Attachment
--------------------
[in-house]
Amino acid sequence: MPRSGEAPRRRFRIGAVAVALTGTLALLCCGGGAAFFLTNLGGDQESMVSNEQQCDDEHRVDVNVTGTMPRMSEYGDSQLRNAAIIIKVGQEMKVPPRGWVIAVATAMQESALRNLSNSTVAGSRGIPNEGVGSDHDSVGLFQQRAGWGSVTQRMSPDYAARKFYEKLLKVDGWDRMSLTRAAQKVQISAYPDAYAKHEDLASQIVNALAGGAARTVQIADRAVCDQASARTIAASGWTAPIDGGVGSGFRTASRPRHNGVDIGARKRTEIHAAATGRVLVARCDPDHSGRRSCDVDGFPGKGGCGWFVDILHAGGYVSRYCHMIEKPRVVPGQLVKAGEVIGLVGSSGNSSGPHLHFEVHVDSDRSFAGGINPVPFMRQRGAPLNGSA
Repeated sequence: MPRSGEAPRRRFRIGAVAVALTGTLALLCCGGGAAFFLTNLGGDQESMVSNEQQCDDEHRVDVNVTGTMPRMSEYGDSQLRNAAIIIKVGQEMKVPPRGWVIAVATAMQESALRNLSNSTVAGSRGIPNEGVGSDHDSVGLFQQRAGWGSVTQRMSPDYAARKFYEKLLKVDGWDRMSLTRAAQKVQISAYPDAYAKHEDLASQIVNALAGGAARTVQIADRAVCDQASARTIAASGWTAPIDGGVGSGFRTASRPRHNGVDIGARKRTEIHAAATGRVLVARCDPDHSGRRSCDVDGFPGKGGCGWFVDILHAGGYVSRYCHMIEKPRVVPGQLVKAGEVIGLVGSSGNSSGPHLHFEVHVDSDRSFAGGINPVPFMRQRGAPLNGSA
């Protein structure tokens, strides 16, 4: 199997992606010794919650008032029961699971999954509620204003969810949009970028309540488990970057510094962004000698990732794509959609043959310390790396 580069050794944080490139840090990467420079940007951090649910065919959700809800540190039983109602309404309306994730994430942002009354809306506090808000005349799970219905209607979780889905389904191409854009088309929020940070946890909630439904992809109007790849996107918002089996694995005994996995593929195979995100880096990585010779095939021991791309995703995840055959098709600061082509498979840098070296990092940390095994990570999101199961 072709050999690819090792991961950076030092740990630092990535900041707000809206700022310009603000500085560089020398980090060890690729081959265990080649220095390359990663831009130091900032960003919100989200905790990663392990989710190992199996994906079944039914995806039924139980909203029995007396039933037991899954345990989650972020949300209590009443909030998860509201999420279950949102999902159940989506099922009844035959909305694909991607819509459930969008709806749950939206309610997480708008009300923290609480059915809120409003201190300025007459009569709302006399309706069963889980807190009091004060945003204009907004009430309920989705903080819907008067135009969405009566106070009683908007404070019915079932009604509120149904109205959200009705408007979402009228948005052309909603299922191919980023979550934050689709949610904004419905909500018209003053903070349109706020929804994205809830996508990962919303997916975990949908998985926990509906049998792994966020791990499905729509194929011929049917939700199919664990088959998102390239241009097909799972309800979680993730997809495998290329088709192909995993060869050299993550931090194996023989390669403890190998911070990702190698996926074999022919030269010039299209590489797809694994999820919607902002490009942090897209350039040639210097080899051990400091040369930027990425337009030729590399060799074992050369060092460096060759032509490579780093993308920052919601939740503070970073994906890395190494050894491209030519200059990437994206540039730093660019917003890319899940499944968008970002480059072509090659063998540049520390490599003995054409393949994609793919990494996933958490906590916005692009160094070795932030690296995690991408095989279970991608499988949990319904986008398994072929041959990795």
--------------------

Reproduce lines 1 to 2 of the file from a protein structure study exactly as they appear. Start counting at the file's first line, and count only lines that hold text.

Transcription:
[in-house]
Amino acid sequence: MPRSGEAPRRRFRIGAVAVALTGTLALLCCGGGAAFFLTNLGGDQESMVSNEQQCDDEHRVDVNVTGTMPRMSEYGDSQLRNAAIIIKVGQEMKVPPRGWVIAVATAMQESALRNLSNSTVAGSRGIPNEGVGSDHDSVGLFQQRAGWGSVTQRMSPDYAARKFYEKLLKVDGWDRMSLTRAAQKVQISAYPDAYAKHEDLASQIVNALAGGAARTVQIADRAVCDQASARTIAASGWTAPIDGGVGSGFRTASRPRHNGVDIGARKRTEIHAAATGRVLVARCDPDHSGRRSCDVDGFPGKGGCGWFVDILHAGGYVSRYCHMIEKPRVVPGQLVKAGEVIGLVGSSGNSSGPHLHFEVHVDSDRSFAGGINPVPFMRQRGAPLNGSA